I hope you all had a good Xmas; Viktor didn't - but that shouldn't surprise us. He did make a good point though - namely that Sky are well behind with their training camps; all of the big squadra have had one, if not two camps already. From a fitness and bonding point of view the digital vision guys are behind the eight ball already; it'll be interesting to see if that makes a difference come flag dropping time.
It's funny how things work out, Alberto Contador signs a contract with Specialized bikes for 700,000 euros last week. So will he be riding for one of the teams who ride on Specialized bikes; Quick-Step or Saxo Bank? Ah! Then Quick-Step announces that they will no longer be riding on Specialized, but will be on Eddy Merckx bikes.
The cheer from the cabin next door to ours - below the Grenoble velodrome - told us that the result Flanders had been holding it's breath for, had arrived. Belgium's number one Six Day man, Iljo Keisse's 'positif' in the 2008 Gent six day race has been dismissed on the grounds of 'insufficient evidence.' "Cathine was not found in the 'B' sample and HCT was there in quantities so small as to have no effect on performance."
"Our pal Bosisio positive,' said the text from Dave. Gabriele Bosisio of LPR Brakes and Italy was the subject of a UCI out of competition test; "the adverse finding was a direct result of a targeted urine test, conducted immediately after a blood test triggered an unusual blood profile within the biological passport program," said their statement.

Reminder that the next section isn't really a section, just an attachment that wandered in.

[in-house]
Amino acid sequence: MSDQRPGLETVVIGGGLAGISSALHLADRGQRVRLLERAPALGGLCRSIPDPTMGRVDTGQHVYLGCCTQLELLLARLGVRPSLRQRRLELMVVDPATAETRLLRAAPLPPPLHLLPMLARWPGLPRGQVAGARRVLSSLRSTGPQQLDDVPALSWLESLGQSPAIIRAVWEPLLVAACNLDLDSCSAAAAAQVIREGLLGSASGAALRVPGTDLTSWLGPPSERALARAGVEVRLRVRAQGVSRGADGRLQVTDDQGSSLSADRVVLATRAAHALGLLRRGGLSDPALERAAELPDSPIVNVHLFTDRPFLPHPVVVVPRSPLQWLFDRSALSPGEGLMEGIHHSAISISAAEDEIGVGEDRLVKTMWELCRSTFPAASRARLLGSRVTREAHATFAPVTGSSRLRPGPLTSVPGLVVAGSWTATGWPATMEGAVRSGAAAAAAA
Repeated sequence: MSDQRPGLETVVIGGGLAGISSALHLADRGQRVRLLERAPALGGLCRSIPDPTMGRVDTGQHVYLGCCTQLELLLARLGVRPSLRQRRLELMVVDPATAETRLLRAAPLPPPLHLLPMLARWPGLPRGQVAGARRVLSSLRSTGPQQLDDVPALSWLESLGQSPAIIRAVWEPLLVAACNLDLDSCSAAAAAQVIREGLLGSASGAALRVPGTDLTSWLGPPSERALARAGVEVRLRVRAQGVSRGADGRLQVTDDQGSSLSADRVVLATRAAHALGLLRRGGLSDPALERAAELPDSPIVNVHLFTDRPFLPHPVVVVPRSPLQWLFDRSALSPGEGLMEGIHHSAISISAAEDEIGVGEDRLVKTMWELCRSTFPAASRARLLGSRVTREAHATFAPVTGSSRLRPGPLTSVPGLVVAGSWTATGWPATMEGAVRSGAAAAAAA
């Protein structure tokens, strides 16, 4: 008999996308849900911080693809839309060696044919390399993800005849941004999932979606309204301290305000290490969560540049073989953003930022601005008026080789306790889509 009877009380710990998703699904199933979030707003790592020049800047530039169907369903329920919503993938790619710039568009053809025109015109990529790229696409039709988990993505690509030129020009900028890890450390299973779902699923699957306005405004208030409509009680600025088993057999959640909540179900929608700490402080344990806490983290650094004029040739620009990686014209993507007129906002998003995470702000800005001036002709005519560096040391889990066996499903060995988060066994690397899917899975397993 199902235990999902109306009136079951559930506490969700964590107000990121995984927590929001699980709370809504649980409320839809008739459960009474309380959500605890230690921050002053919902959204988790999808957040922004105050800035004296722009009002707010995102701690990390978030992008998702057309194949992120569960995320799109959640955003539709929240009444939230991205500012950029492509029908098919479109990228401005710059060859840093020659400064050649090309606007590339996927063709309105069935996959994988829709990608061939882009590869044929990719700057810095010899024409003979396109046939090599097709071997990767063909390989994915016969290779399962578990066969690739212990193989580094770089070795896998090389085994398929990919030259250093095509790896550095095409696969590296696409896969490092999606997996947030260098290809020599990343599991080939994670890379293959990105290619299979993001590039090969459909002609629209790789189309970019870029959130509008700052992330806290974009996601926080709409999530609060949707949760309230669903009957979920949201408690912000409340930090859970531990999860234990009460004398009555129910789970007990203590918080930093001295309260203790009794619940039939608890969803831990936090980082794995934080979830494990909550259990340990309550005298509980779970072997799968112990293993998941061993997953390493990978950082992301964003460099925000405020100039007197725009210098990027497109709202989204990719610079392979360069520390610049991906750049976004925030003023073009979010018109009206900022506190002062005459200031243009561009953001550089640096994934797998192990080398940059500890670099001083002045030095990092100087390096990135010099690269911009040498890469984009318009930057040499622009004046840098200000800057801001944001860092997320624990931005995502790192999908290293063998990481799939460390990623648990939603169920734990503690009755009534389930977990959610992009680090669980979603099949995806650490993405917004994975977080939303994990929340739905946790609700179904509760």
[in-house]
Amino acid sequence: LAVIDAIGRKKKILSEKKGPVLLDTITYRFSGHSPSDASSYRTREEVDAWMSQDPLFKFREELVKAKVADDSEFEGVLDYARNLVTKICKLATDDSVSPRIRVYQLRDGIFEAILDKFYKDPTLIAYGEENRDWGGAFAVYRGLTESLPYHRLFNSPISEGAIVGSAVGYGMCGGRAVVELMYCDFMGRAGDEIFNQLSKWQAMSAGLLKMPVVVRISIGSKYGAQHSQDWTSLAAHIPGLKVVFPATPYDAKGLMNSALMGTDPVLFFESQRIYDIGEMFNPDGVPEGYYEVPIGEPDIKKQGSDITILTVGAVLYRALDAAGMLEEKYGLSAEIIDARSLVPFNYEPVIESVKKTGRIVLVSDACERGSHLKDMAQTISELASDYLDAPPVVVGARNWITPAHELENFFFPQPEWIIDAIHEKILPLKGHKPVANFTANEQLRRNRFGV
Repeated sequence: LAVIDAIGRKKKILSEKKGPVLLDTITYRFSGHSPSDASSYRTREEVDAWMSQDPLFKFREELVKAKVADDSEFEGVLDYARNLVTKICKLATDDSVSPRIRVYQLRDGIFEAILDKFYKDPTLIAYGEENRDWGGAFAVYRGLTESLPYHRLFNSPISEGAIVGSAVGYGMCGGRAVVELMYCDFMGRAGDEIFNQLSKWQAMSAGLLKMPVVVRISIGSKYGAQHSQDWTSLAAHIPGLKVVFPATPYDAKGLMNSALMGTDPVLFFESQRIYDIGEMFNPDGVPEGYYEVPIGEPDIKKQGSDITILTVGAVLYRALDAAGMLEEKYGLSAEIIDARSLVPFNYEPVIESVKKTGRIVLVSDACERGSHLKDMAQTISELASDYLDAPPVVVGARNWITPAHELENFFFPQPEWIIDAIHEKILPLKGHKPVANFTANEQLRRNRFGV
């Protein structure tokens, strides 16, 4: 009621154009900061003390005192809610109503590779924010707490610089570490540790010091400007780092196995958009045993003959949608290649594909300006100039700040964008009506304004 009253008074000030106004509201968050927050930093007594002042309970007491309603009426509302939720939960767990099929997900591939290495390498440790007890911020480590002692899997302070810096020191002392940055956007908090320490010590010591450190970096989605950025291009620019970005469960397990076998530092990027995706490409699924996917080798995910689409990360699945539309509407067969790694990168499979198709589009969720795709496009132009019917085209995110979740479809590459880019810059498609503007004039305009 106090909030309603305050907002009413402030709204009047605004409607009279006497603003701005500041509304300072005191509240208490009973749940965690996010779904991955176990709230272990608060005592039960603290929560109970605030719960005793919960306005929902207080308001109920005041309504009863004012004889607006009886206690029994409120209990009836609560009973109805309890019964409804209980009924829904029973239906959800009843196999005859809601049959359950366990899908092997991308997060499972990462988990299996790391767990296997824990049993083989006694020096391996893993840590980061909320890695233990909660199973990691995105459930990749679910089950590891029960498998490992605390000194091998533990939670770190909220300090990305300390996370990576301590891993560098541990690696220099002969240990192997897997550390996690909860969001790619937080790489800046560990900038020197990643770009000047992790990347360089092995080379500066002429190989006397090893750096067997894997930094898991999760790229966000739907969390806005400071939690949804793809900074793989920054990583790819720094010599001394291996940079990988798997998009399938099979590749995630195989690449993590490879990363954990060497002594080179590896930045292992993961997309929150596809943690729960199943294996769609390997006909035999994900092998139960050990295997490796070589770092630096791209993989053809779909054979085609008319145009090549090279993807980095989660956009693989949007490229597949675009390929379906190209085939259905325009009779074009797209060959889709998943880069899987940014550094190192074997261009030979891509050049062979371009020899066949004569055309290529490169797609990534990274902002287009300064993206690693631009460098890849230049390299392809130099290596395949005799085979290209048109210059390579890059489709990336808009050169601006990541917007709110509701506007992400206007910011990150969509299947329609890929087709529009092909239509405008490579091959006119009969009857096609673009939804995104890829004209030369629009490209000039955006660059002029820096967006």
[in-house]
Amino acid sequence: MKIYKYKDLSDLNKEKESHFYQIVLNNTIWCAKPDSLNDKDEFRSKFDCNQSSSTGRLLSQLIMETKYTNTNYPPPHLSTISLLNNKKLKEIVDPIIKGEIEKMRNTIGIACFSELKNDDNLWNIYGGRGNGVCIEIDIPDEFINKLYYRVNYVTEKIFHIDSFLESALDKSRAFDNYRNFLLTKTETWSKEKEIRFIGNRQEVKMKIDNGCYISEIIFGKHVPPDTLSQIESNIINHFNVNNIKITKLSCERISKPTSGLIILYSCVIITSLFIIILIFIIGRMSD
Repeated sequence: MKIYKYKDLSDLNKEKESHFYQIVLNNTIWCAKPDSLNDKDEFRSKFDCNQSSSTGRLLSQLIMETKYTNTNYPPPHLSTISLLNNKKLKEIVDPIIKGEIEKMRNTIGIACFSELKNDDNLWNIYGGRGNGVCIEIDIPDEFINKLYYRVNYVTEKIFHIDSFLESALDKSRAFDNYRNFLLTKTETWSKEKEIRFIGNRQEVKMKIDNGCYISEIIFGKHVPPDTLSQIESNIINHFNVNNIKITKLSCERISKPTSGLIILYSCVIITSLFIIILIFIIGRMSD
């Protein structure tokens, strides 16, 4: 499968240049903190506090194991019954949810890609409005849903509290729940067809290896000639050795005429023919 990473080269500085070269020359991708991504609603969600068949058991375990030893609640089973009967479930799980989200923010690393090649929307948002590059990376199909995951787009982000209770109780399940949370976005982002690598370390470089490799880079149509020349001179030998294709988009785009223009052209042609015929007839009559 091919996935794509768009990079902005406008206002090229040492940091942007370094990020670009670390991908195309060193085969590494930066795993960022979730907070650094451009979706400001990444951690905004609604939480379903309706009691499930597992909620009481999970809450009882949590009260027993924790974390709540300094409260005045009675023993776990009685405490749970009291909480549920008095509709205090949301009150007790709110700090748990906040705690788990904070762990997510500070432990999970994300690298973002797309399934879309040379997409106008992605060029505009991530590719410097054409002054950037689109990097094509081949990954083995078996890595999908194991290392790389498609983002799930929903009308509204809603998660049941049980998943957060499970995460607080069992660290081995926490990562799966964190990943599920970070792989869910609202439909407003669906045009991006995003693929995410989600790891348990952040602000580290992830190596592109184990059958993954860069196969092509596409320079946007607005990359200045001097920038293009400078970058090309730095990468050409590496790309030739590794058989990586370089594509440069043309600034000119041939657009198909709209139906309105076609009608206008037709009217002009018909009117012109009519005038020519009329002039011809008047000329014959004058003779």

Today the capital city of Spain didn't get awarded the 2016 Olympic Games - they went to the Brazilian City of Rio de Janeiro. I normally have my siesta around 4 o'clock in the afternoon, but today I watched the Olympic Games conference live on TV Copenhagen where they were to vote for the next Games after London.
A Clean La Vuelta? I hope so, but let's look at the facts: The Spanish sports papers quote Oscar Freire; "Rabobank want a stage win in Holland" and I'm sure all the other teams want the same, but the Dutch bank have spent a lot of money bringing La Vuelta a España to Holland for the race start.
Eufemiano Fuentes, Jesus Manzano, Operaciõn Puerto, Alejandro Valverde, Alberto Contador... and now Manuel Beltran. All Spanish, all hot topics - but what's the buzz in España? We turned to VeloVeritas Iberian correspondent Al Hamilton for the low down, and asked him some questions on just what the current Spanish perspective is.
It was completely surreal. It was the 26th of July last year, and we were in Lourdes, sitting in a neon-lit, scruffy, greasy-spoon café at 1:00 in the morning. Our pizzas were cooking in the oven, but we weren't really that hungry anymore. We had travelled to the summit and back down again today, both literally and metaphorically; we'd had a wonderful day working on Stage 16 of the Tour de France which took the race to the ski station, 5,600 feet high, at Gourette - Col d'Aubisque in the Pyrenees, and it had been turned completely on its head.
Every year I write a route preview of the up and coming Vuelta a España, normally I talk to the locals in my village and last year I had the input of Alex Coutts (Babes Only-Flanders) and David Harrigan (DFL). This year I managed to enlist the help of ex-pro, Fabian Jeker, and we spoke about next year's Vuelta - but as these things often go, we spoke at length on many other topics: life; cycling; Festina; and the future.